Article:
Now You Can Blog from Everywhere!

We’ve made it quick and convenient for you to manage your blog from anywhere. In this blog post we’ll share the ways you can post to your Wix Blog. Blogging from Your Wix Blog Dashboard On the dashboard, you have everything you need to manage your blog in one place. You can create new posts, set categories and more. To head to your Dashboard, open the Wix Editor and click on Blog > Posts. Blogging from Your Published Site Did you know that you can blog right from your published website? After you publish your site, go to your website’s URL and login with your Wix account. There you can write and edit posts, manage comments, pin posts and more! Just click on the 3 dot icon ( ⠇) to see all the

Design a Stunning Blog

When it comes to design, the Wix blog has everything you need to create beautiful posts that will grab your reader's attention. Check out our essential design features. Choose from 8 stunning layouts Your Wix Blog comes with 8 beautiful layouts. From your blog's settings, choose the layout that’s right for you. For example, a tiled layout is popular for helping visitors discover more posts that interest them. Or, choose a classic single column layout that lets readers scroll down and see your post topics one by one. Every layout comes with the latest social features built in. Readers can easily share posts on social networks like Facebook and Twitter and view how many people have liked a pos

Grow Your Blog Community

With Wix Blog, you’re not only sharing your voice with the world, you can also grow an active online community. That’s why the Wix blog comes with a built-in members area - so that readers can easily sign easily up to become members of your blog. What can members do? Members can follow each other, write and reply to comments and receive blog notifications. Each member gets their own personal profile page that they can customize. Tip: You can make any member of your blog a writer so they can write posts for your blog. Adding multiple writers is a great way to grow your content and keep it fresh and diversified. Here’s how to do it: Head to your Member’s Page Search for the member you want to

Steve Nieland: Smart Grid

Elevator pitch Understanding an Intelligent Electrical Network Abstract The energy landscape is changing. By 2025, there will be 10x more connected devices than people. New electric energy demand is projected to grow at double the rate of other energy sources over the next 20 years. In that same time frame, Bloomberg projects that one third of new cars solid will be electric vehicles. All this while the current electric grid is aging and adding traditional generation assets is expensive with long lead times. The future is looking to distributed, localized energy sourcing to provide more resilient, cost effective energy delivery. This delivery model also requires more sophisticated control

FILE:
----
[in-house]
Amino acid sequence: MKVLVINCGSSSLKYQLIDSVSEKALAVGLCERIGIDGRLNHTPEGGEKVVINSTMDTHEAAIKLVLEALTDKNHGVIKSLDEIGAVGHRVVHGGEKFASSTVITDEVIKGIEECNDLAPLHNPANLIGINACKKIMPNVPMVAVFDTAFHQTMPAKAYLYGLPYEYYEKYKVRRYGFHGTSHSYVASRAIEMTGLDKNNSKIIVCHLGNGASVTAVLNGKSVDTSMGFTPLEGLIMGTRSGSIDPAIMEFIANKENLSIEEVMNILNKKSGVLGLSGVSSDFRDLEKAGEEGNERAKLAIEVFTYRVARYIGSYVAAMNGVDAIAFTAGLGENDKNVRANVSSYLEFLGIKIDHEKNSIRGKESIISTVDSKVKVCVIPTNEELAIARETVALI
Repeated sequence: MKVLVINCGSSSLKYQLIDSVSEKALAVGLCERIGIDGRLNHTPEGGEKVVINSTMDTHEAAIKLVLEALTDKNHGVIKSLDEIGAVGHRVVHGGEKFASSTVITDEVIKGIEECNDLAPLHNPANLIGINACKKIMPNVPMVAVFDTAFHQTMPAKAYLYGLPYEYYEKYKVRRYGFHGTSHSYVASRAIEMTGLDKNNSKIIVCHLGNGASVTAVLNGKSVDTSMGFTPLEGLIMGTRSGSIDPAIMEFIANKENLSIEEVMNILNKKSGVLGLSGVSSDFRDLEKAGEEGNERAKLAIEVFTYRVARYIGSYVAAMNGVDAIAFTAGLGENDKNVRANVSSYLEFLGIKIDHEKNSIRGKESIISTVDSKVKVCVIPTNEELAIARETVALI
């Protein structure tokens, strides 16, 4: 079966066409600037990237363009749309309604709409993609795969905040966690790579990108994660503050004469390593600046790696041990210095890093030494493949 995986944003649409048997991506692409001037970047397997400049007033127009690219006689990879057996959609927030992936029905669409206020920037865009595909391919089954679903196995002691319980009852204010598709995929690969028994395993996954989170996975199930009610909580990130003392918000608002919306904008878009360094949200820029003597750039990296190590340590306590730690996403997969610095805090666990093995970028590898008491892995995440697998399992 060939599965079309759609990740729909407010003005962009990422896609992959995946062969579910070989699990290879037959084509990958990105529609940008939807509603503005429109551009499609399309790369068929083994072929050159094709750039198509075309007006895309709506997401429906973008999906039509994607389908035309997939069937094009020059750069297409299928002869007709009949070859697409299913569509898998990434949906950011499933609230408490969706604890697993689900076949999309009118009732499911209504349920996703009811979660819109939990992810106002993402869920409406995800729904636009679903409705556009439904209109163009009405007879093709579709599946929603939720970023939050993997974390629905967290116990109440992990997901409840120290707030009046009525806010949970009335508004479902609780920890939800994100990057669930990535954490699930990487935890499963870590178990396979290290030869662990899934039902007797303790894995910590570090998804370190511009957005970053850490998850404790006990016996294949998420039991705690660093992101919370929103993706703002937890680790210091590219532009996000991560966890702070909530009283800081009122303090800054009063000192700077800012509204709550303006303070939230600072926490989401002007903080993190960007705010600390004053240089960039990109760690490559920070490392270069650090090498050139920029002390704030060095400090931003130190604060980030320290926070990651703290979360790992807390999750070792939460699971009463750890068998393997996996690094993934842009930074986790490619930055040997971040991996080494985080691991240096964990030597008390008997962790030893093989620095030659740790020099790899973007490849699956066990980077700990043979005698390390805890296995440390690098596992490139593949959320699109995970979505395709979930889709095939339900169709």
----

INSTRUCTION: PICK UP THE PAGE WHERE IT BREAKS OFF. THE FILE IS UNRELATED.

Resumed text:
Shanna Koltz and Naomi Moes-Jankins: The Art Alley

Elevator pitch Shanna Koltz and Naomi Moes Jenkins are collaborating on an art installation for the city of De Pere. They are combining 2D and 3D mediums creating a thought provoking installation that will focus on the importance of the honey bee. They will be transforming an otherwise boring alley into a usable public space for the city to enjoy. Abstract Shanna Koltz and Naomi Moes- Jenkins are collaborating on a public art installment that will merge their 2D and 3D mediums into one cohesive conceptual art experience. The installation will be a thought provoking display highlighting the importance of the honey bee to our eco system. The artists hope that this project will make people see

Greg Aldrete: Ancient Rome

Elevator pitch Engineering the Infrastructure of the World's First Megacity Abstract Ancient Rome was the world's first great megacity with a population of over one million inhabitants. This talk will present information about the surprisingly sophisticated infrastructure necessary to support this vast population, including how the city was supplied with food and water, where its inhabitants lived, and what the average Roman did for fun. While attention often focuses on Rome's fabulous temples and palaces, its roads, sewers, harbors, warehouses, aqueducts, and apartment buildings were just as impressive, and arguably, far more important to the typical Roman man or woman in the street. Bio Gr

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